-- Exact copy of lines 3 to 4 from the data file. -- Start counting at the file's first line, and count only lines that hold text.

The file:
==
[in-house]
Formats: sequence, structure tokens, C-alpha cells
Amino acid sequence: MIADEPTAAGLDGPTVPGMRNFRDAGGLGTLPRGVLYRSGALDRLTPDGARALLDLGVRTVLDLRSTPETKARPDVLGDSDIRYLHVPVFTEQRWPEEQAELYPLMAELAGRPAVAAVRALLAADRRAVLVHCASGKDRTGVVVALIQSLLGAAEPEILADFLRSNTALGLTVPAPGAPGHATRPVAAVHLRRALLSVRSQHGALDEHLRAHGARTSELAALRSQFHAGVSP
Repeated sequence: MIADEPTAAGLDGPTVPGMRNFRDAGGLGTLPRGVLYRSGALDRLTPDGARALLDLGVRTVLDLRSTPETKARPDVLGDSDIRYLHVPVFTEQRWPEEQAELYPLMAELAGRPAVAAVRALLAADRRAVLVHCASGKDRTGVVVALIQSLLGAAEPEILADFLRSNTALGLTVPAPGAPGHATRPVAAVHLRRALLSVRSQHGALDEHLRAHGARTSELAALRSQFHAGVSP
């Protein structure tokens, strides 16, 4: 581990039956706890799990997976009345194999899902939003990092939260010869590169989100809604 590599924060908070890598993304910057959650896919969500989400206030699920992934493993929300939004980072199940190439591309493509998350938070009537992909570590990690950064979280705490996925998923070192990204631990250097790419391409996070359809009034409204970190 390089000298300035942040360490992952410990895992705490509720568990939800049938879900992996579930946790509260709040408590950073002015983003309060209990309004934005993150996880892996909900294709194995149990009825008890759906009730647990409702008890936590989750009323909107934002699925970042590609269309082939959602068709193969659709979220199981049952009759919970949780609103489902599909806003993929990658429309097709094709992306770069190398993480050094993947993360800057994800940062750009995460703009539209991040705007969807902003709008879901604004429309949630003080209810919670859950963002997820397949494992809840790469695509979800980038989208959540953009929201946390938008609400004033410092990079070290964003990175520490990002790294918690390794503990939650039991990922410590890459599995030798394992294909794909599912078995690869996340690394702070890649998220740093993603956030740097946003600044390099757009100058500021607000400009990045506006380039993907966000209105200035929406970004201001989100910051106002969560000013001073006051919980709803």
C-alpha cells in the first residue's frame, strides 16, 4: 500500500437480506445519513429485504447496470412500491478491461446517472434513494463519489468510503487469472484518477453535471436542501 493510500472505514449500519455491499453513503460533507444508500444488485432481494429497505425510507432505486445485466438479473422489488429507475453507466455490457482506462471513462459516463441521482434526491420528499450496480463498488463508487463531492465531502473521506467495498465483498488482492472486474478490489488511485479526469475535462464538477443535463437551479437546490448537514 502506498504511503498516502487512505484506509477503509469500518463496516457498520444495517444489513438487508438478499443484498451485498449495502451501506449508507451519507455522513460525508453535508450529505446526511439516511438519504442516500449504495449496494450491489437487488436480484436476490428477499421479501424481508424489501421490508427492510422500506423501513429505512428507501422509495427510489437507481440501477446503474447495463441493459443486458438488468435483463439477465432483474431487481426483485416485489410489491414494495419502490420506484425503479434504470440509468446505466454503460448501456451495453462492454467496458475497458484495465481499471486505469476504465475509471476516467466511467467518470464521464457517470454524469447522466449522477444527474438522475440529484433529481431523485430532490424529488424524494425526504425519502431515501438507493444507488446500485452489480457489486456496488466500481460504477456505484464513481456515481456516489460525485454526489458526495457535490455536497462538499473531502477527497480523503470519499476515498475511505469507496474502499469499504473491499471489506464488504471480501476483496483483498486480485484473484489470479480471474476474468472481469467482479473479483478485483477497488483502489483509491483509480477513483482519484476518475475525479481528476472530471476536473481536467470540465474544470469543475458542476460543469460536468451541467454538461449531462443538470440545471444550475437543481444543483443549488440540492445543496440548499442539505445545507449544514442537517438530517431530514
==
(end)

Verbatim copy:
Amino acid sequence: MIADEPTAAGLDGPTVPGMRNFRDAGGLGTLPRGVLYRSGALDRLTPDGARALLDLGVRTVLDLRSTPETKARPDVLGDSDIRYLHVPVFTEQRWPEEQAELYPLMAELAGRPAVAAVRALLAADRRAVLVHCASGKDRTGVVVALIQSLLGAAEPEILADFLRSNTALGLTVPAPGAPGHATRPVAAVHLRRALLSVRSQHGALDEHLRAHGARTSELAALRSQFHAGVSP
Repeated sequence: MIADEPTAAGLDGPTVPGMRNFRDAGGLGTLPRGVLYRSGALDRLTPDGARALLDLGVRTVLDLRSTPETKARPDVLGDSDIRYLHVPVFTEQRWPEEQAELYPLMAELAGRPAVAAVRALLAADRRAVLVHCASGKDRTGVVVALIQSLLGAAEPEILADFLRSNTALGLTVPAPGAPGHATRPVAAVHLRRALLSVRSQHGALDEHLRAHGARTSELAALRSQFHAGVSP